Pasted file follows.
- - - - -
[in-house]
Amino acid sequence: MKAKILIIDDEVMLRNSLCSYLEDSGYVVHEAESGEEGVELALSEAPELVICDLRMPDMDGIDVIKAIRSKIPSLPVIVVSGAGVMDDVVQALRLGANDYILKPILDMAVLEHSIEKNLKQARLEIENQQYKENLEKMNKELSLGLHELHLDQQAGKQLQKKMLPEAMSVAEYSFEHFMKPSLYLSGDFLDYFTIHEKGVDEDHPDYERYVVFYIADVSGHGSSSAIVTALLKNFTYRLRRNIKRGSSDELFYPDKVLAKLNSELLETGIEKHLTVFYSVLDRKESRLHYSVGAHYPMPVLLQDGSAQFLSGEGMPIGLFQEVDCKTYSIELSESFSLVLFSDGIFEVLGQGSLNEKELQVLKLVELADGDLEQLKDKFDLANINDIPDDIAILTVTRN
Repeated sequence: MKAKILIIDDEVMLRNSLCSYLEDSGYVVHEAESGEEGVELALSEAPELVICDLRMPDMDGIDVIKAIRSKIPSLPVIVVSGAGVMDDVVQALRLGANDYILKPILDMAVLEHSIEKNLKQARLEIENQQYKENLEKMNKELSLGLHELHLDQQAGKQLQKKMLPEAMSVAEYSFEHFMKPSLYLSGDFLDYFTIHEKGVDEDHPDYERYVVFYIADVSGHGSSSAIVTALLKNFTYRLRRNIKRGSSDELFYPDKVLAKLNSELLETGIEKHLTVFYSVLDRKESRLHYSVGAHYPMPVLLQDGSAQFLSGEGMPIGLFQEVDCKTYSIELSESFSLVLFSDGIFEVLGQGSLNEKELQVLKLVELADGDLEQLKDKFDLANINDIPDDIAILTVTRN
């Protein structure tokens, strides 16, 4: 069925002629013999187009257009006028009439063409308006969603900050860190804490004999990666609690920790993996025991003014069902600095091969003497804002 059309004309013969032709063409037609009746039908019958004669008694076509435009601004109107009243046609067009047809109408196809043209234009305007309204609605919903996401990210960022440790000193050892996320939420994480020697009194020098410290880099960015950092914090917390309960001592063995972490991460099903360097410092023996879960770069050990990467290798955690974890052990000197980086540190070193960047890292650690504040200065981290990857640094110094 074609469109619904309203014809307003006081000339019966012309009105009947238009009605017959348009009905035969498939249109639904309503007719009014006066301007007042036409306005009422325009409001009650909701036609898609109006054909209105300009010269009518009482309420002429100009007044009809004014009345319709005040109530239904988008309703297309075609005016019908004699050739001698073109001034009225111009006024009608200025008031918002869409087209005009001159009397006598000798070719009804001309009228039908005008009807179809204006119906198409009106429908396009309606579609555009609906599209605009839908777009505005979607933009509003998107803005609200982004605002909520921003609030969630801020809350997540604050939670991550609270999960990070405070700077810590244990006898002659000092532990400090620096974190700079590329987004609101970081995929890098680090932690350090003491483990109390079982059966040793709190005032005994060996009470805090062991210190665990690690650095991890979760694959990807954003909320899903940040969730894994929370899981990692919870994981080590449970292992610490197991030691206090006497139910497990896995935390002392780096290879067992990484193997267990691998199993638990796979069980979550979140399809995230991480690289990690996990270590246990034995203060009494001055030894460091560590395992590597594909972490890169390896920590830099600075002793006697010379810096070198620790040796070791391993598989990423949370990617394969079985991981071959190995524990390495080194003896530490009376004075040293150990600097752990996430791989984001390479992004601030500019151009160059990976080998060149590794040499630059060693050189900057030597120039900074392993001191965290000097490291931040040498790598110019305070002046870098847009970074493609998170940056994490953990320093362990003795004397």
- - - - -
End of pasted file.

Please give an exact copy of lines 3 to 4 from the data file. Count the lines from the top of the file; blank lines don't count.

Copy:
Repeated sequence: MKAKILIIDDEVMLRNSLCSYLEDSGYVVHEAESGEEGVELALSEAPELVICDLRMPDMDGIDVIKAIRSKIPSLPVIVVSGAGVMDDVVQALRLGANDYILKPILDMAVLEHSIEKNLKQARLEIENQQYKENLEKMNKELSLGLHELHLDQQAGKQLQKKMLPEAMSVAEYSFEHFMKPSLYLSGDFLDYFTIHEKGVDEDHPDYERYVVFYIADVSGHGSSSAIVTALLKNFTYRLRRNIKRGSSDELFYPDKVLAKLNSELLETGIEKHLTVFYSVLDRKESRLHYSVGAHYPMPVLLQDGSAQFLSGEGMPIGLFQEVDCKTYSIELSESFSLVLFSDGIFEVLGQGSLNEKELQVLKLVELADGDLEQLKDKFDLANINDIPDDIAILTVTRN
């Protein structure tokens, strides 16, 4: 069925002629013999187009257009006028009439063409308006969603900050860190804490004999990666609690920790993996025991003014069902600095091969003497804002 059309004309013969032709063409037609009746039908019958004669008694076509435009601004109107009243046609067009047809109408196809043209234009305007309204609605919903996401990210960022440790000193050892996320939420994480020697009194020098410290880099960015950092914090917390309960001592063995972490991460099903360097410092023996879960770069050990990467290798955690974890052990000197980086540190070193960047890292650690504040200065981290990857640094110094 074609469109619904309203014809307003006081000339019966012309009105009947238009009605017959348009009905035969498939249109639904309503007719009014006066301007007042036409306005009422325009409001009650909701036609898609109006054909209105300009010269009518009482309420002429100009007044009809004014009345319709005040109530239904988008309703297309075609005016019908004699050739001698073109001034009225111009006024009608200025008031918002869409087209005009001159009397006598000798070719009804001309009228039908005008009807179809204006119906198409009106429908396009309606579609555009609906599209605009839908777009505005979607933009509003998107803005609200982004605002909520921003609030969630801020809350997540604050939670991550609270999960990070405070700077810590244990006898002659000092532990400090620096974190700079590329987004609101970081995929890098680090932690350090003491483990109390079982059966040793709190005032005994060996009470805090062991210190665990690690650095991890979760694959990807954003909320899903940040969730894994929370899981990692919870994981080590449970292992610490197991030691206090006497139910497990896995935390002392780096290879067992990484193997267990691998199993638990796979069980979550979140399809995230991480690289990690996990270590246990034995203060009494001055030894460091560590395992590597594909972490890169390896920590830099600075002793006697010379810096070198620790040796070791391993598989990423949370990617394969079985991981071959190995524990390495080194003896530490009376004075040293150990600097752990996430791989984001390479992004601030500019151009160059990976080998060149590794040499630059060693050189900057030597120039900074392993001191965290000097490291931040040498790598110019305070002046870098847009970074493609998170940056994490953990320093362990003795004397």